How well is Microsoft's Office 365 doing? There aren't many official figures but some interesting statistics showed up at the Project conference last week. According to Office corporate vice president Kirk Koenigsbauer, Microsoft is seeing "a trial customer roughly every 25 seconds come onto the service". By my calculations, that's 3,456 trial customers a day or 103,680 a month. He also noted that 70% of the seats on Office 365 are small and midsize businesses (for whom getting rid of an Exchange server and the work of managing it is a no-brainer, frankly; we moved our small business to Office 365 last summer). Over the next five years, he said, Microsoft expects half of the Exchange seats Microsoft sells to be Exchange Online (so Office 365 and Exchange hosted by Microsoft partners).
For comparison, Project itself is selling a copy every 20 seconds (which should be 4,320 copies a day and 129,600 copies a month). Those are all boxed copies, but yes, Project will be part of Office 365 (and presumably as more than just the Project Web App that's available with SharePoint).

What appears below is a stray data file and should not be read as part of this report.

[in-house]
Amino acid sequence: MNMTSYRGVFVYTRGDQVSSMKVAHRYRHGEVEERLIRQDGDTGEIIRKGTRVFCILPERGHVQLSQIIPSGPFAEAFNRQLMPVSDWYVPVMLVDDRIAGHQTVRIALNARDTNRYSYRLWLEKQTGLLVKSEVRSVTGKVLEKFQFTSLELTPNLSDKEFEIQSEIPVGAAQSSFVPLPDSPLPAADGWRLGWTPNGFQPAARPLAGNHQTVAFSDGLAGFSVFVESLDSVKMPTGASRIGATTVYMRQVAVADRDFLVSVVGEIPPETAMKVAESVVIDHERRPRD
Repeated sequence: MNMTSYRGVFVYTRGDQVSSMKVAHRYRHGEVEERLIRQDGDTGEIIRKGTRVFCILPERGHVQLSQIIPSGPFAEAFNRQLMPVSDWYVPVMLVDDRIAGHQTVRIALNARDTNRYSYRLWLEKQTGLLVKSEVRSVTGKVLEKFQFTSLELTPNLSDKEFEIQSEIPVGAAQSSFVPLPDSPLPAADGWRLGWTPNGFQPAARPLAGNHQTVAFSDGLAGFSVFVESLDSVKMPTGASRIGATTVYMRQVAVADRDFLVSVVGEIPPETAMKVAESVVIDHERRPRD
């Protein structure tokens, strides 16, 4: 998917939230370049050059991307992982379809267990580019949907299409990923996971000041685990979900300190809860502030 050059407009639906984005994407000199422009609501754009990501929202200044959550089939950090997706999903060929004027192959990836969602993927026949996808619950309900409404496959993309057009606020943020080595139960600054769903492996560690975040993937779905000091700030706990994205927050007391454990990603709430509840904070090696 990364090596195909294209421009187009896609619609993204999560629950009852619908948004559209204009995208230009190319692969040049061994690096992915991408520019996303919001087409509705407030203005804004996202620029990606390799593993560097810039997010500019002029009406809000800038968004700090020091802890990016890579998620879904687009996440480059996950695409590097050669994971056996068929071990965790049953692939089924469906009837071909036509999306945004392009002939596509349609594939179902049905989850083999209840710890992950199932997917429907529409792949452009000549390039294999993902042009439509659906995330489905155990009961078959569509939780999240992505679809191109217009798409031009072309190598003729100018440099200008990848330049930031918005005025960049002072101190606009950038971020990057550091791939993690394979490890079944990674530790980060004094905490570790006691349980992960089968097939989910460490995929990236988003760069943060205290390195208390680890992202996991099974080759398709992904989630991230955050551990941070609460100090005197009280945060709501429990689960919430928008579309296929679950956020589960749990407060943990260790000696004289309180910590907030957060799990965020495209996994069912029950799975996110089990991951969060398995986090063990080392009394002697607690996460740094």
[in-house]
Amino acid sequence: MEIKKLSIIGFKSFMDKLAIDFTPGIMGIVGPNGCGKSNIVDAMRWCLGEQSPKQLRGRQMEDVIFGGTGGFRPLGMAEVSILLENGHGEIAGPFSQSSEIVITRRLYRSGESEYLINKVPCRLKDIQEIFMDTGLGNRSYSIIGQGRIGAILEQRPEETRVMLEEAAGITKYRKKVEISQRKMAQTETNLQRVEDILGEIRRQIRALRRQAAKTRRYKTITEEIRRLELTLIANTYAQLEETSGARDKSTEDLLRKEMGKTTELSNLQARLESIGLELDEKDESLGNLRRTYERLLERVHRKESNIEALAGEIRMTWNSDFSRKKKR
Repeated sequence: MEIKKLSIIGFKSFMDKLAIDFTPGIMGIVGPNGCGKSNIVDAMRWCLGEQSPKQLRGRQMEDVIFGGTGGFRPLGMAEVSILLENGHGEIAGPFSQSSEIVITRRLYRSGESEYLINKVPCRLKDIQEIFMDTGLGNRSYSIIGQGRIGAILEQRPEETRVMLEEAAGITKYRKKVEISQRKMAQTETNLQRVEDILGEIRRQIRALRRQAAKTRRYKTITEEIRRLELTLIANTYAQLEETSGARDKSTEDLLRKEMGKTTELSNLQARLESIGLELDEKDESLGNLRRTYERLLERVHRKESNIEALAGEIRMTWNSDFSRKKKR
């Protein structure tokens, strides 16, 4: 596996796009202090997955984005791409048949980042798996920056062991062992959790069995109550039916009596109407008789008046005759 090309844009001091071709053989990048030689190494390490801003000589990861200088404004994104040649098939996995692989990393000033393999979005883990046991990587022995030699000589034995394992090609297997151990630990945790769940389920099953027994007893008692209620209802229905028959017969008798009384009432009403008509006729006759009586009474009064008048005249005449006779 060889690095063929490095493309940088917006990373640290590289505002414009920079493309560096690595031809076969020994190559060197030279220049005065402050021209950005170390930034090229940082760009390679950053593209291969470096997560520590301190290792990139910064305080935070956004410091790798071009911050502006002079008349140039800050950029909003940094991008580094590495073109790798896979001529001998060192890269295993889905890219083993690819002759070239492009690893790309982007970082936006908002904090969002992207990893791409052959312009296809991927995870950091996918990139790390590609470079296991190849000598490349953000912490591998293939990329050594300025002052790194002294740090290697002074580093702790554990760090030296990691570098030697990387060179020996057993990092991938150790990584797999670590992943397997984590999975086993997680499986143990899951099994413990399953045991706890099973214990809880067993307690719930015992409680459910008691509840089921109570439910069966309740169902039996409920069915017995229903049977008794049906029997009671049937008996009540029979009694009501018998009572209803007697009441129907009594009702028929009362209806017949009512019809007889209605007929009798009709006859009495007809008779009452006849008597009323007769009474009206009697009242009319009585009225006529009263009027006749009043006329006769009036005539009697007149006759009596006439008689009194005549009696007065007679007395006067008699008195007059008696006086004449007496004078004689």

"While we've got nothing to announce today specifically in terms of the road map, I guess I would just say of course we're going to have Project in the cloud," Koenigsbauer said. "There is absolutely no question about it. And it's one of those workloads that I think is really well suited to being in the cloud, because it's one where Microsoft can do the work to have it effectively deployed for customers, and set up, and managed, which enables it to really move beyond just the IT organization, and be accessible to sort of business units across the organization all up."
Unlike the Dynamics demo at the Microsoft Convergence conference, the Windows 8 demo in the Project keynote didn't include a Metro style app; instead it showed users pinning links to Project views on SharePoint sites, checking PowerPoint presentations and using the Lync 2010 app for instant messaging. Here's hoping that's because the Office 15 technical preview is still under wraps and we see something in the summer beta that offers the same kind of views of activity charts and available resources as the Dynamics Metro demo, which is the most impressive vision of Metro for business apps we've seen yet.
The Metro interface for Dynamics; an app you could do some real work in
One other figure Koenigsbauer mentioned. By 2016 Forrester predicts that 70% of tablets used for work will be ones the users are buying and bringing to work themselves. Microsoft has to be hoping a lot of those are Windows and WOA tablets and that's going to need a very Metro Office 15.
Live tiles for Dynamics; use a tile group to make your own dashboard for what you care about and Windows 8 looks like a much more business-oriented interface. Here’s hoping Office 15 has similar options…